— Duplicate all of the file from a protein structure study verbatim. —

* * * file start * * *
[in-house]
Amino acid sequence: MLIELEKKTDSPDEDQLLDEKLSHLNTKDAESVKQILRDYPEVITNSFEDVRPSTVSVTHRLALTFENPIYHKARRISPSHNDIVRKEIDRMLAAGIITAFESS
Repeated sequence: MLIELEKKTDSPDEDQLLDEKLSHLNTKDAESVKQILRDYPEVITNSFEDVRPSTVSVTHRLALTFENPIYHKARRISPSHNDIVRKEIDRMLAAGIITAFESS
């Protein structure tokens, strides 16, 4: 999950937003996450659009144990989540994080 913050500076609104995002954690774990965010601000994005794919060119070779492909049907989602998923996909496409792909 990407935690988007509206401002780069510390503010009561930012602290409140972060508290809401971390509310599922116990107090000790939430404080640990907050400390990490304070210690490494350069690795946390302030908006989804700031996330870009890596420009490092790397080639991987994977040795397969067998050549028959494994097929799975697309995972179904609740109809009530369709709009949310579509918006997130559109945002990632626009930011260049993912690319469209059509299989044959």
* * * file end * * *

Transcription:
[in-house]
Amino acid sequence: MLIELEKKTDSPDEDQLLDEKLSHLNTKDAESVKQILRDYPEVITNSFEDVRPSTVSVTHRLALTFENPIYHKARRISPSHNDIVRKEIDRMLAAGIITAFESS
Repeated sequence: MLIELEKKTDSPDEDQLLDEKLSHLNTKDAESVKQILRDYPEVITNSFEDVRPSTVSVTHRLALTFENPIYHKARRISPSHNDIVRKEIDRMLAAGIITAFESS
């Protein structure tokens, strides 16, 4: 999950937003996450659009144990989540994080 913050500076609104995002954690774990965010601000994005794919060119070779492909049907989602998923996909496409792909 990407935690988007509206401002780069510390503010009561930012602290409140972060508290809401971390509310599922116990107090000790939430404080640990907050400390990490304070210690490494350069690795946390302030908006989804700031996330870009890596420009490092790397080639991987994977040795397969067998050549028959494994097929799975697309995972179904609740109809009530369709709009949310579509918006997130559109945002990632626009930011260049993912690319469209059509299989044959």